Obviously, a saved person is a singular, composite individual. You and I, fellow Christians, are responsible for our total, complete self. (Recall 1 Thes.5:23.) And it is up to us to rule the whole "temple". Some might conclude that my understanding promotes the attitude of concealment, leading one to assume something along these lines: "Well, since my spirit is all locked up and going to heaven, I can enjoy my soulish life to my heart's content." I'm not at all suggesting that God allows a Christian to hide behind the truth that we are positionally perfect. The born-of-God new seed within us will be inwardly grieved by sin's presence and/or disobedient conduct which takes place in our temple. This truth in no way gives license to "eat, drink and be merry for tomorrow we die". (Personally, the more I concentrate on who and whose I am, the more I am motivated to bring my soul and body into line with what is already a positional, spiritual fact in my inner spirit.)

   Now recall Paul's closing prayer for the Thessalonians (1 Thes.5:23) and see if it doesn't agree perfectly with the concepts being outlined here. His hope was that the believers would be "sanctified" completely, so that the "whole spirit and soul and body would be preserved blameless at the coming of the Lord Jesus Christ." These are wonderful words of encouragement. Clearly, he is praying that believers ought to make sure their soul and body are aligned with that which has been born anew in their spirit, so that the entire being might be kept in unison. He wanted his hearers to know that they still have something to do with getting their personal 'house' in order.



"...put off, concerning your former conduct, the old man which is corrupt according to the deceitful lusts, and be renewed in the spirit of your mind, and that you put on the new man which was created according to God, in righteousness and true holiness." Ephesians 4:22-24.

   Most of us Christians have been taught that we must contend with two ruling natures in our being — the old man and the new man, each alternately in charge of the 'throne' of our lives. That when we sin, the nature of our old man is in control, and when we do good, the nature of the new man is exercising authority. This is a rather weird partnership but, according to this understanding, something we must learn to live with. Well, since we know that believers do sometimes sin after the new birth, this thinking seems valid. But I'm now convinced most Christians are confused here. In fact, clinging to this notion will prevent one from ever enjoying the full benefit of the freedom which Jesus bought for us. Scripture explains my point like this:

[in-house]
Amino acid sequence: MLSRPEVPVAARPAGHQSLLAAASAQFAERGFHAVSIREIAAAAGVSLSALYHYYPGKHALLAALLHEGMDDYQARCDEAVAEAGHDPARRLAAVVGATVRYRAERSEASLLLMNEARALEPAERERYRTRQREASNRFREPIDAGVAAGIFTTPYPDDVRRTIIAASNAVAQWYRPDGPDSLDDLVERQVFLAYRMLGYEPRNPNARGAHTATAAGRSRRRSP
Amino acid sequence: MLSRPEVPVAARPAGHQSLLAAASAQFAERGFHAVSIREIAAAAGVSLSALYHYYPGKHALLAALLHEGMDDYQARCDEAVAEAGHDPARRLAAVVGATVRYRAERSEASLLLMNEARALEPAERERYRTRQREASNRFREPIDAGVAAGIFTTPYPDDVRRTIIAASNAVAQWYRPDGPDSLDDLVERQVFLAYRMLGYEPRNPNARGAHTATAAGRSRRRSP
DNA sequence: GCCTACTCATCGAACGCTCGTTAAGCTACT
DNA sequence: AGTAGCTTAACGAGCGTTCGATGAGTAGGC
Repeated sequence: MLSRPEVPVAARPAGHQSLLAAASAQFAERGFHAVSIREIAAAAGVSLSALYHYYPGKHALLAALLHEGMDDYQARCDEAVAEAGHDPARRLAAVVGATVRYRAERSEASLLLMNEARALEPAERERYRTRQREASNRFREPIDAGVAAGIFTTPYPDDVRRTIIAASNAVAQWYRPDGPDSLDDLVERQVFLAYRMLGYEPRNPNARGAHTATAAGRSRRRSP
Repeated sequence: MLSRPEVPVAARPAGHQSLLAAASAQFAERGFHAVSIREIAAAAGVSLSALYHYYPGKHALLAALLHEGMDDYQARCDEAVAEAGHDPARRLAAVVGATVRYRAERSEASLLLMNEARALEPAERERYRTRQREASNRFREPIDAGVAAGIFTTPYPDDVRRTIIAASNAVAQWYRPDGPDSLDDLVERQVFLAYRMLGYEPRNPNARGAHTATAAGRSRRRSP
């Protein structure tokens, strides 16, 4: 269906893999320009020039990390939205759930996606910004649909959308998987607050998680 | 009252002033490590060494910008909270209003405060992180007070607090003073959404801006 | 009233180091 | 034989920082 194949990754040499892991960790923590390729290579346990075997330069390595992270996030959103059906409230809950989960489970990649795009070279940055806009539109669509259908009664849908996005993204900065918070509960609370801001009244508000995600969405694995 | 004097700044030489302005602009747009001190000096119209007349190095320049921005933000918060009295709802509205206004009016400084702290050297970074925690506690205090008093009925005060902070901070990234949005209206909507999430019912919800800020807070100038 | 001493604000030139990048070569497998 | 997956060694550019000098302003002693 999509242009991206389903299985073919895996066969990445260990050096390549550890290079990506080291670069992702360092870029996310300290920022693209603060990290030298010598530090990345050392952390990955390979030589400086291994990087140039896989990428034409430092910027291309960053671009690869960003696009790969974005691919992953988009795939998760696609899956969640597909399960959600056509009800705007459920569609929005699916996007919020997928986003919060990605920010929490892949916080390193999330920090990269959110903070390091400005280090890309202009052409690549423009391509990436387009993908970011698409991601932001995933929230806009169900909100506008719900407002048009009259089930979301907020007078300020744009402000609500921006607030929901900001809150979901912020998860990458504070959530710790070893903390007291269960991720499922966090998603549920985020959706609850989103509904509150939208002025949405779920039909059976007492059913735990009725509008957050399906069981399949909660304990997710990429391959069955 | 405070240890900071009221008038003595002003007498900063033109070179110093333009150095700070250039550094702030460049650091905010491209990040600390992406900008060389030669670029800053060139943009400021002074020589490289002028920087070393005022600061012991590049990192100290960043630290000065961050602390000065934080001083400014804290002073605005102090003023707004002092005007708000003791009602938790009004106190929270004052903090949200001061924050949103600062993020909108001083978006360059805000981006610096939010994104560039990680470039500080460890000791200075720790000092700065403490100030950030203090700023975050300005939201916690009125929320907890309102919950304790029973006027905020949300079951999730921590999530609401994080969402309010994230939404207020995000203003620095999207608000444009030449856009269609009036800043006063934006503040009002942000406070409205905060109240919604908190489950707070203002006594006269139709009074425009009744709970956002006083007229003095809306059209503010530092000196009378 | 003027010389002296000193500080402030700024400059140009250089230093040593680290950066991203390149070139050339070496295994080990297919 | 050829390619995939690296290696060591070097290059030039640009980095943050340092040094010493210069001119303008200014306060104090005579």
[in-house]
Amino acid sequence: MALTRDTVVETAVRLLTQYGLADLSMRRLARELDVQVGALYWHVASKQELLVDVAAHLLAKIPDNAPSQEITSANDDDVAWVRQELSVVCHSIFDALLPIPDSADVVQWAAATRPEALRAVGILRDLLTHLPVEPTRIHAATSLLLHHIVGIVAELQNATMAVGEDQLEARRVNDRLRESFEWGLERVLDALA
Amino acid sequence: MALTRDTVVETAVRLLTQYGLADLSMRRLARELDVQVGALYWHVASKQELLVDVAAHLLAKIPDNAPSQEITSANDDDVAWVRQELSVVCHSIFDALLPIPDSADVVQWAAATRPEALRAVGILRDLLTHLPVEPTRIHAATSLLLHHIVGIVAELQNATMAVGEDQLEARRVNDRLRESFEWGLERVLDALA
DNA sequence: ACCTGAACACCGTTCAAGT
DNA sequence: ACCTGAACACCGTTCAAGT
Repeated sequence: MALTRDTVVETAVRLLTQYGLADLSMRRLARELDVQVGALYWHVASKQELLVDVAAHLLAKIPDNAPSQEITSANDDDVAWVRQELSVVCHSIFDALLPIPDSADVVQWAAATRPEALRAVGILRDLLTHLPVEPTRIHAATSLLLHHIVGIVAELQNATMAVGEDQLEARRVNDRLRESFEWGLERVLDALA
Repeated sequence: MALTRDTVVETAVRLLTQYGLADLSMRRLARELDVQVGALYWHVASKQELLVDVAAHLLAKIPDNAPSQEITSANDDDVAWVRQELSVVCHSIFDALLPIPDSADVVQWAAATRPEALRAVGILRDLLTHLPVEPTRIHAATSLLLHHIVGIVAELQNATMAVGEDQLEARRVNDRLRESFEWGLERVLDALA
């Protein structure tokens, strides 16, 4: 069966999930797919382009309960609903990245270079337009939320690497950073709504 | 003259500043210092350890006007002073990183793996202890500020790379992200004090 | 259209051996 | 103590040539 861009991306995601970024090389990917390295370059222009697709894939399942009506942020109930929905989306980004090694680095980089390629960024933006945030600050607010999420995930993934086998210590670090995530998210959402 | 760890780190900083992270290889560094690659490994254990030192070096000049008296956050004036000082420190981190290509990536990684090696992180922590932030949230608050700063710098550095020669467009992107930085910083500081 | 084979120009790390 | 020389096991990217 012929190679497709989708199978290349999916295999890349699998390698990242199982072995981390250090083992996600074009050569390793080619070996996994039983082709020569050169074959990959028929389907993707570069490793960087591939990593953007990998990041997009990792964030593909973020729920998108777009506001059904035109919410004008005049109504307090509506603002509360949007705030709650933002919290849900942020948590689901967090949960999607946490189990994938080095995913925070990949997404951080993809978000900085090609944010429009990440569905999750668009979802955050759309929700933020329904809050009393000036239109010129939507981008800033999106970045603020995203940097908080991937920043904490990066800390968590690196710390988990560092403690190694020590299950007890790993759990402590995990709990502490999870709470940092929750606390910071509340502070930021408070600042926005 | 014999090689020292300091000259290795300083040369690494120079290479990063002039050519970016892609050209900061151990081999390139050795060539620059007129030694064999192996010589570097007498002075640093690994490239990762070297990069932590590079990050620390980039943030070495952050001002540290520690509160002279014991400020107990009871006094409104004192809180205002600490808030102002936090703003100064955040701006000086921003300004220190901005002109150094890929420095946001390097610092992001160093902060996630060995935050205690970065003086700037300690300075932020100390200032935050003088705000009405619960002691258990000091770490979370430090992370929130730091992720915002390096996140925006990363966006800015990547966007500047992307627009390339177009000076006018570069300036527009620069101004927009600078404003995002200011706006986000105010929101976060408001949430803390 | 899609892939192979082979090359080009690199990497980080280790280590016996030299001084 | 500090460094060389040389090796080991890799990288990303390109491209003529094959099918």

"Therefore, if anyone is in Christ, he is a new creation; old things have passed away; behold, all things have become new."

2 Corinthians 5:17.

   After really digesting this verse, there is no way to conclude that two natures truly have God-given, shared authority in the life of a Christian. The fact that one can sin does not negate this truth. However, it is probably due to the fact that Christians do sin that gives rise to the erroneous understanding. How can this dilemma be resolved? Let’s look at it this way:

   God has one nature but three Persons exist to comprise His one nature. The Bible describes God as three-Persons-in-One. Now, how can this be? Frankly, I really don't know. It's one of those 'reckoned' truths. But regardless of whether I can fathom it, Scripture clearly presents the Father as God (Hebrews 1:1-5); the Son, Jesus Christ, as God (Hebrews 1:8); and the Holy Spirit as God (Acts 5:3&4). Three Persons all called God, and yet we know there is but one God! (Isa. 44:6.) Understand it? I can't. I just believe it. But, how about us?

   So, the Bible clearly teaches the conclusion that within the nature of the One God, there are three distinct Persons. That being true, is there perhaps a similar explanation for us, since, as the Bible says, we are made in the "image of God"? When one is saved, a change of ruling authority happens inside the spirit of a believer. The new man comes alive, unseating the old man who (the Bible says) dies at the moment of the new birth. A new nature takes the place of the old nature. God did not design the new man to share the throne with the old man. The old man may have been around longer than the new man (who is a newcomer), but, from God’s perspective, the latter is rightful 'king' of the temple of a new Christian’s body and soul.